For years and years I always thought if you're going to have a company then you should make what you like to skate and wear... right? Well, maybe, but no, not always, because if I designed a line of clothing around my closet that wouldn't be a prudent decision in the least. Case in point, on any given day I'll walk out of the house wearing a plaid flannel over a tie-dye shirt with camo cargo shorts to round out the entire IDGAF ensemble. Seriously, I'm a grown-up version of the little shit whom Adam Sandler encouraged to dress himself every morning in Big Daddy (1999). There's no shame in my game, mind you. I come from the "If it's all bright, it's all right!" camp of no fashion sense, but I also know I stick out like a sore—but colorful!—thumb whenever I attend any 99.9-percent black-clad skateboard event.
It should come as no surprise that I absolutely loved the clusterfuck of words in the ads of World Industries. Oftentimes it was better and more entertaining than the actual editorial content of the magazines.
However—and this is A BIG HOWEVER—goofy boy that I am in my style or lack thereof, I absolutely will not wear crew socks unless I’m wearing pants . And ever since I moved to California from Wisconsin, I’ve vowed to wear shorts every day out of the year unless forced otherwise by the weather. So the idea of making StrangeLove socks that can be worn as unseen fungal buffers seemed like a great addition to our line of branded products. But… they weren't. I mean, sure, they did come out late last year just before winter dropped making for the worst possible release time ever, but that's really just an excuse to help me sleep nowadays because summer is here and our stock remains the same. My only other farfetched excuse is that I may have unintentionally cursed our sales with the copy I’d written for the back of the header card:
Skinny pants? Baggy jeans? Whichever you prefer, neither has anything to do with these socks, because they were made to not be seen in the “no show” sense. Look, what I’m trying to say is everyone has their personal preferences, regardless of trends, and some people just can’t rock crew cut foot sheaths while wearing shorts—or maybe that’s just me? Good god… did I just make 1400 pairs of socks for myself?! I certainly hope not, because they’re here now and there’s no turning back on that manufacturing call. Anyway, the chilling fact remains our planet is only getting hotter and these foot sheaths may be your only ticket to salvation. And by salvation I mean not overheating. On that dire note, you should probably just stop buying shit like this—go nude if you must—and begin stockpiling water. I’m no Sarah Connor, but there’s a storm coming and potable H20 will no doubt become the desperate tinder by which humanity’s next great engines of war are stoked.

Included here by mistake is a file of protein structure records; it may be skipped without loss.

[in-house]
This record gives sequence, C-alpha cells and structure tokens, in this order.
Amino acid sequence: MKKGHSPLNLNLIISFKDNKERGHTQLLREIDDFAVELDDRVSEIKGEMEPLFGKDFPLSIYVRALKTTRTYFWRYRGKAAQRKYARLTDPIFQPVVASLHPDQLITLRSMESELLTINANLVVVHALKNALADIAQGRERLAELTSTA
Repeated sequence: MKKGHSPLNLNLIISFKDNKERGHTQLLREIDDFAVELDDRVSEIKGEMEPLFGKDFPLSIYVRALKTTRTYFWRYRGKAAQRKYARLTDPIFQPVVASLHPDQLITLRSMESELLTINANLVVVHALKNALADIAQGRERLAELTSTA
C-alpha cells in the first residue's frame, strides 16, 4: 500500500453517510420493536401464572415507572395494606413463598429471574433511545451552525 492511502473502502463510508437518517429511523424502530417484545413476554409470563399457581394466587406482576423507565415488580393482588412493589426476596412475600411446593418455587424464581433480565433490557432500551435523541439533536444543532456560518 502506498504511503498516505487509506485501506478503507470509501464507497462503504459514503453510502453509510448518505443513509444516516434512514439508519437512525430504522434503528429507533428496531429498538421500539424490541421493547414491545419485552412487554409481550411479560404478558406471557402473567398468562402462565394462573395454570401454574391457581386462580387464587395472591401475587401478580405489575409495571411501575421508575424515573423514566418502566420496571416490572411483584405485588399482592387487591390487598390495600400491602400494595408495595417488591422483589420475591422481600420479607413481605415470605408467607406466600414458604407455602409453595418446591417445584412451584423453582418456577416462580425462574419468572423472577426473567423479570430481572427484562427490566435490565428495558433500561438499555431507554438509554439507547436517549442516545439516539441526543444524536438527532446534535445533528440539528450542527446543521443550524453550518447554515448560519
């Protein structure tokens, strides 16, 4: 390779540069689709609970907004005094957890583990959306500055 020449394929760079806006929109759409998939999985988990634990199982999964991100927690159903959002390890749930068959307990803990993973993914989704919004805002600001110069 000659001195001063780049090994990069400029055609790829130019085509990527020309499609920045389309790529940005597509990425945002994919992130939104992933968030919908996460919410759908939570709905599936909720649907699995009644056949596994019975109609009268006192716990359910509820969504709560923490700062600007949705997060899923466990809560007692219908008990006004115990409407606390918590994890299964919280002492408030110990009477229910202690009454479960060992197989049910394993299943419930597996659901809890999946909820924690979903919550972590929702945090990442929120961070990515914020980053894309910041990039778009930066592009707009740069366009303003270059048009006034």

Am I prophet? Did I predict and seal my very own foot sheath fate? Did my overly forward reverse psychology backfire? Should I not have evoked the coming climate apocalypse in such a brazen, cynical manner? Who knows. It doesn’t even matter anymore. The fact is I now have enough socks to last me a lifetime under the blazing hot sun. So it goes.
I’m reminded of an interview I'd once read with Jason Dill—or at least I think it was Dill?—where he more or less said, "When you're in the window you can do anything." And it’s true. I’ve had front row seats at three prominent companies over the years when there were indeed high-flying, black-balling times where no wrong could be done and everything was wine and roses… up until the window slammed, not everything could be done anymore, and you're suddenly swimming in a swollen empire of shit.
So with that cheery thought in mind, what have we learned today as I stare at all these no show socks taking up precious time and space in the warehouse and mucking up our inventory? One, we are not in the window; and two, I am the reason we can't have nice things .
1. I do hereby acknowledge that this is not a viewpoint shared by everyone, as evidenced by John Lucero's recent interview in Jaime Owen’s debut issue of CLOSER. On that periodical note, I strongly urge you to click on that link and subscribe to Jaime's new mag. Blood, sweat, passion, and occasional tears are the foundation of any lifer's career in skateboarding, and Jaime's certainly doing the distance with CLOSER, a mag that is truly from the heart and made for the culture.
2. If and when I do wear pants you can bet I’ll wear whatever wacky tube or crew socks come my way—my most favorite being those made by Porous Walker (although, honestly, I really do prefer our own crew socks, which have lasted surprisingly longer than I’d ever expected in the elastic and comfort sense).
3. But if you do want nice things, or at least what I think is a nice thing, which, as we've learned today may not be that great of a thing anyway, aka the "Heart Skull" trucker hat, then by any and all means necessary please go and buy these damn socks lest they become the cotton cross I'm doomed to bear throughout the rest of my life.